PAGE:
At 53, he served as Vice President and was elected president of the American Philosophical Society.
At 55, he drafted the Kentucky Resolutions, and became the active head of Republican Party.
At 57, he was elected the third president of the United States.
At 60, he obtained the Louisiana Purchase, doubling the nation's size.
At 61, he was elected to a second term as President.
At 65, he retired to Monticello.
At 80, he helped President Monroe shape the Monroe Doctrine.
At 81, he almost single-handedly created the University of Virginia, and served as its first president.
At 83, he died on the 50th anniversary of the Signing of the Declaration of Independence, along with John Adams
Thomas Jefferson knew because he himself studied the previous failed attempts at government. He understood actual history, the nature of God, his laws and the nature of man. That happens to be way more than what most understand today. Jefferson really knew his stuff. A voice from the past to lead us in the future:
John F. Kennedy held a dinner in the White House for a group of the brightest minds in the nation at that time. He made this statement: "This is perhaps the assembly of the most intelligence ever to gather at one time in the White House with the exception of when Thomas Jefferson dined alone."
Thomas Jefferson said:

"When we get piled upon one another in large cities, as in Europe, we shall become as corrupt as Europe."
"The democracy will cease to exist when you take away from those who are willing to work and give to those who would not."
"It is incumbent on every generation to pay its own debts as it goes. A principle which if acted on would save one-half the wars of the world."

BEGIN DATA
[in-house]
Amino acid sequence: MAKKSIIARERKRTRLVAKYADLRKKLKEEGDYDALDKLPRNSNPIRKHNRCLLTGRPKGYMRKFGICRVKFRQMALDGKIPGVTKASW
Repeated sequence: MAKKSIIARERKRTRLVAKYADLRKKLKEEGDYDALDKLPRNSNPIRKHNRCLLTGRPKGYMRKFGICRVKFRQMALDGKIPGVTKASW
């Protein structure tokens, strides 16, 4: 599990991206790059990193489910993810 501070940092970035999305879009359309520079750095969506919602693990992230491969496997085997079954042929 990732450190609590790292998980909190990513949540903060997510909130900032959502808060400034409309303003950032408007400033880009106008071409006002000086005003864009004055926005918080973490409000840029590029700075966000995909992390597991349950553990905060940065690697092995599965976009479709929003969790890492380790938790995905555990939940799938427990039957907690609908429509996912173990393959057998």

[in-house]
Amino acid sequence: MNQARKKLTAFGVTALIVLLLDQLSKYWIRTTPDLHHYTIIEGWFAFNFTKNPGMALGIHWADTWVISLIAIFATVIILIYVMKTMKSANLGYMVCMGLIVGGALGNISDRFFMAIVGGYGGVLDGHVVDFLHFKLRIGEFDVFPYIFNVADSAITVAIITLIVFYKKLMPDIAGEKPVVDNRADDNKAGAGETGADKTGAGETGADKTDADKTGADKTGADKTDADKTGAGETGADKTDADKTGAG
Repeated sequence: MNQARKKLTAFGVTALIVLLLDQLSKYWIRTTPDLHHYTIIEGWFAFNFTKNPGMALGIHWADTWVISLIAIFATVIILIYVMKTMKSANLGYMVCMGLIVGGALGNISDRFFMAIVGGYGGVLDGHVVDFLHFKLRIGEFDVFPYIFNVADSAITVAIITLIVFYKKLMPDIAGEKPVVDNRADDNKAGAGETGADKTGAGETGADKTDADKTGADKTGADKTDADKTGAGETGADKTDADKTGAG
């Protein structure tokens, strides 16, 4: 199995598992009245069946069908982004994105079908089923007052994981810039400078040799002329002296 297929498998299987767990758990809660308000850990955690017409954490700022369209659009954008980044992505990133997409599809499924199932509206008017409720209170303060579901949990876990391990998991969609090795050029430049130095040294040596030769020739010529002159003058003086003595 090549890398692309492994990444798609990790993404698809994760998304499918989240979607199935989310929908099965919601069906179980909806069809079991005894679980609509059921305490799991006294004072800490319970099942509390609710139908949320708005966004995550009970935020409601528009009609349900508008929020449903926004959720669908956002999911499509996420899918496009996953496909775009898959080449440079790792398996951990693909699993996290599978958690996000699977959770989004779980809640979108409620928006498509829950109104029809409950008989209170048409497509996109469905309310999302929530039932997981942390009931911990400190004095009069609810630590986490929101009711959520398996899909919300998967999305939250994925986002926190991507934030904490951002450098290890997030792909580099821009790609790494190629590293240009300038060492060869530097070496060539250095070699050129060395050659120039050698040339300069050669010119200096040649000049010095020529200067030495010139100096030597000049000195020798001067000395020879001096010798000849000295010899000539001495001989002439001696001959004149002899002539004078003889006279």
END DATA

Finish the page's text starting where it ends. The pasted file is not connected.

"I predict future happiness for Americans if they can prevent the government from wasting the labors of the people under the pretense of taking care of them."
"My reading of history convinces me that most bad government results from too much government."
"No free man shall ever be debarred the use of arms."
"The strongest reason for the people to retain the right to keep and bear arms is, as a last resort, to protect themselves against tyranny in government."
  "The tree of liberty must be refreshed from time to time with the blood of patriots and tyrants." 
  "To compel a man to subsidize with his taxes the propagation of ideas which he disbelieves and abhors is sinful and tyrannical."
Thomas Jefferson said in 1802:
"I believe that banking institutions are more dangerous to our liberties than standing armies. If the American people ever allow private banks to control the issue of their currency, first by inflation, then by deflation, the banks and corporations that will grow up around the banks will deprive the people of all property - until their children wake-up homeless on the continent their fathers conquered."

Thomas Jefferson was a bona-fide American genius- no one could argue that, and history has only confirmed it many times over. It's a shame that we will not heed his words...